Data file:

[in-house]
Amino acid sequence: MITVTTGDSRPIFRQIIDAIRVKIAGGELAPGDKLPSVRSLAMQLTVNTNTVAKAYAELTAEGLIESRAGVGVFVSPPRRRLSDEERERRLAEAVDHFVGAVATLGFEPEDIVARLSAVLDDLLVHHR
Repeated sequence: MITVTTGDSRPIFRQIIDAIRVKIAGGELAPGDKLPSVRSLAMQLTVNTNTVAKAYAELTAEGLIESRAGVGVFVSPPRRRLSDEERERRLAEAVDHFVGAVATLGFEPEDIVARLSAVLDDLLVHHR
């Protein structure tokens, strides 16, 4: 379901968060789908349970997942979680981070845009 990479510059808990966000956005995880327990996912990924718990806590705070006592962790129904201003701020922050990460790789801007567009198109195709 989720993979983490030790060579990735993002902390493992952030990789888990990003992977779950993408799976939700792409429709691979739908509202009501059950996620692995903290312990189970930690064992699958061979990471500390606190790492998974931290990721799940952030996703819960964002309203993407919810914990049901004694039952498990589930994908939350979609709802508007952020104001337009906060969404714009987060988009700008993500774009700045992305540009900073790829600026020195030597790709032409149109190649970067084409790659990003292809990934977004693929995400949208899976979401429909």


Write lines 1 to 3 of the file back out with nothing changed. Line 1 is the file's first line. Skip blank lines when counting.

[in-house]
Amino acid sequence: MITVTTGDSRPIFRQIIDAIRVKIAGGELAPGDKLPSVRSLAMQLTVNTNTVAKAYAELTAEGLIESRAGVGVFVSPPRRRLSDEERERRLAEAVDHFVGAVATLGFEPEDIVARLSAVLDDLLVHHR
Repeated sequence: MITVTTGDSRPIFRQIIDAIRVKIAGGELAPGDKLPSVRSLAMQLTVNTNTVAKAYAELTAEGLIESRAGVGVFVSPPRRRLSDEERERRLAEAVDHFVGAVATLGFEPEDIVARLSAVLDDLLVHHR